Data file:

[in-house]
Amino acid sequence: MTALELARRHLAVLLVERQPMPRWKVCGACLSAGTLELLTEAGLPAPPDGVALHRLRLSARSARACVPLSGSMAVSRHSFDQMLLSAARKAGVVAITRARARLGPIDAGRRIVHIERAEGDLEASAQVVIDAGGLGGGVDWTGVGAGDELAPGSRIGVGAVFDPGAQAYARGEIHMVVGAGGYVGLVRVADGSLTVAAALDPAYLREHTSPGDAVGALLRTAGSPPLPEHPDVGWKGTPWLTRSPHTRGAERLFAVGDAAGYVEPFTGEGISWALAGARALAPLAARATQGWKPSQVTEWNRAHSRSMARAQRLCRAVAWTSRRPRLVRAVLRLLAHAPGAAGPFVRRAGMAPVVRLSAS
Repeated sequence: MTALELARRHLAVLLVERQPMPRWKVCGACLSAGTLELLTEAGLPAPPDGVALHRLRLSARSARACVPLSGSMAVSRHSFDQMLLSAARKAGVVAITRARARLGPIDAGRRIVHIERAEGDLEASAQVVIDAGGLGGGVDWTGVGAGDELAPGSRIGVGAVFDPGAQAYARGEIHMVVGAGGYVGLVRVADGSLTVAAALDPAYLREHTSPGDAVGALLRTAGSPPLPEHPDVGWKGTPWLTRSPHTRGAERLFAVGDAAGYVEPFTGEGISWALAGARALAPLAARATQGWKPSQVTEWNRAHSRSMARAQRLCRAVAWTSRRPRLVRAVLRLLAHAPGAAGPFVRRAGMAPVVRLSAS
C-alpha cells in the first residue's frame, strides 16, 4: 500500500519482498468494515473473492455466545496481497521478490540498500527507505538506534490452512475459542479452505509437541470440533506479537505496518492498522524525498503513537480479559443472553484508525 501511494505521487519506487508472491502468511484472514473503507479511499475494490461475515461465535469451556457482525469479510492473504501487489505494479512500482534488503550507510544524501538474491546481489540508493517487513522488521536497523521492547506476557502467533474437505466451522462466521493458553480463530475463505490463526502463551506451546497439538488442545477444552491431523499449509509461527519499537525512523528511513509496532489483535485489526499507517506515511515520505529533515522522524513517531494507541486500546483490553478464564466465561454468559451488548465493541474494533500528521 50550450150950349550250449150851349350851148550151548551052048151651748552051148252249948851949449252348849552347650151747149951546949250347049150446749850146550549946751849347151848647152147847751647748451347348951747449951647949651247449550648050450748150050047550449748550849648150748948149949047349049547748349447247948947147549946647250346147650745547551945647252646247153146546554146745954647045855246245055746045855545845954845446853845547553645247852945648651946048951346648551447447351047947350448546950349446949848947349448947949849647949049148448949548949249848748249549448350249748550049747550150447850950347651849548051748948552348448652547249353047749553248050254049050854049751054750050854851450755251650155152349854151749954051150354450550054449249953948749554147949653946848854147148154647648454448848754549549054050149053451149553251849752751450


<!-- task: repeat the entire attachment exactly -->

[in-house]
Amino acid sequence: MTALELARRHLAVLLVERQPMPRWKVCGACLSAGTLELLTEAGLPAPPDGVALHRLRLSARSARACVPLSGSMAVSRHSFDQMLLSAARKAGVVAITRARARLGPIDAGRRIVHIERAEGDLEASAQVVIDAGGLGGGVDWTGVGAGDELAPGSRIGVGAVFDPGAQAYARGEIHMVVGAGGYVGLVRVADGSLTVAAALDPAYLREHTSPGDAVGALLRTAGSPPLPEHPDVGWKGTPWLTRSPHTRGAERLFAVGDAAGYVEPFTGEGISWALAGARALAPLAARATQGWKPSQVTEWNRAHSRSMARAQRLCRAVAWTSRRPRLVRAVLRLLAHAPGAAGPFVRRAGMAPVVRLSAS
Repeated sequence: MTALELARRHLAVLLVERQPMPRWKVCGACLSAGTLELLTEAGLPAPPDGVALHRLRLSARSARACVPLSGSMAVSRHSFDQMLLSAARKAGVVAITRARARLGPIDAGRRIVHIERAEGDLEASAQVVIDAGGLGGGVDWTGVGAGDELAPGSRIGVGAVFDPGAQAYARGEIHMVVGAGGYVGLVRVADGSLTVAAALDPAYLREHTSPGDAVGALLRTAGSPPLPEHPDVGWKGTPWLTRSPHTRGAERLFAVGDAAGYVEPFTGEGISWALAGARALAPLAARATQGWKPSQVTEWNRAHSRSMARAQRLCRAVAWTSRRPRLVRAVLRLLAHAPGAAGPFVRRAGMAPVVRLSAS
C-alpha cells in the first residue's frame, strides 16, 4: 500500500519482498468494515473473492455466545496481497521478490540498500527507505538506534490452512475459542479452505509437541470440533506479537505496518492498522524525498503513537480479559443472553484508525 501511494505521487519506487508472491502468511484472514473503507479511499475494490461475515461465535469451556457482525469479510492473504501487489505494479512500482534488503550507510544524501538474491546481489540508493517487513522488521536497523521492547506476557502467533474437505466451522462466521493458553480463530475463505490463526502463551506451546497439538488442545477444552491431523499449509509461527519499537525512523528511513509496532489483535485489526499507517506515511515520505529533515522522524513517531494507541486500546483490553478464564466465561454468559451488548465493541474494533500528521 50550450150950349550250449150851349350851148550151548551052048151651748552051148252249948851949449252348849552347650151747149951546949250347049150446749850146550549946751849347151848647152147847751647748451347348951747449951647949651247449550648050450748150050047550449748550849648150748948149949047349049547748349447247948947147549946647250346147650745547551945647252646247153146546554146745954647045855246245055746045855545845954845446853845547553645247852945648651946048951346648551447447351047947350448546950349446949848947349448947949849647949049148448949548949249848748249549448350249748550049747550150447850950347651849548051748948552348448652547249353047749553248050254049050854049751054750050854851450755251650155152349854151749954051150354450550054449249953948749554147949653946848854147148154647648454448848754549549054050149053451149553251849752751450